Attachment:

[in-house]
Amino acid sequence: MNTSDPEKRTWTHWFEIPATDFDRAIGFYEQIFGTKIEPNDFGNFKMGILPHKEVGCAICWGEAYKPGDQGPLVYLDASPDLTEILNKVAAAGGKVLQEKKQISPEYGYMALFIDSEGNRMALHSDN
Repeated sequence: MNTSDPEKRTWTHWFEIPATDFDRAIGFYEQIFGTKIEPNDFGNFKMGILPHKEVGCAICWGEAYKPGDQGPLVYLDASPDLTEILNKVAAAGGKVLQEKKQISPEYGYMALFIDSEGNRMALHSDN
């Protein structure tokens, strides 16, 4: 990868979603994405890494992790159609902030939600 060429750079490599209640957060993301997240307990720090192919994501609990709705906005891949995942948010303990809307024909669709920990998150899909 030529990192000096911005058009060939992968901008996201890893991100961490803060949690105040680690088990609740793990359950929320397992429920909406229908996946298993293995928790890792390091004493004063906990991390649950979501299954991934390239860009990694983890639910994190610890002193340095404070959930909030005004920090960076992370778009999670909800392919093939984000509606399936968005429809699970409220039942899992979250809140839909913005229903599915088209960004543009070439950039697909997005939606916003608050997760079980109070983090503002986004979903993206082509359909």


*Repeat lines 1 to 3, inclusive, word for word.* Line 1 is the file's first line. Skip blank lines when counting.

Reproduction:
[in-house]
Amino acid sequence: MNTSDPEKRTWTHWFEIPATDFDRAIGFYEQIFGTKIEPNDFGNFKMGILPHKEVGCAICWGEAYKPGDQGPLVYLDASPDLTEILNKVAAAGGKVLQEKKQISPEYGYMALFIDSEGNRMALHSDN
Repeated sequence: MNTSDPEKRTWTHWFEIPATDFDRAIGFYEQIFGTKIEPNDFGNFKMGILPHKEVGCAICWGEAYKPGDQGPLVYLDASPDLTEILNKVAAAGGKVLQEKKQISPEYGYMALFIDSEGNRMALHSDN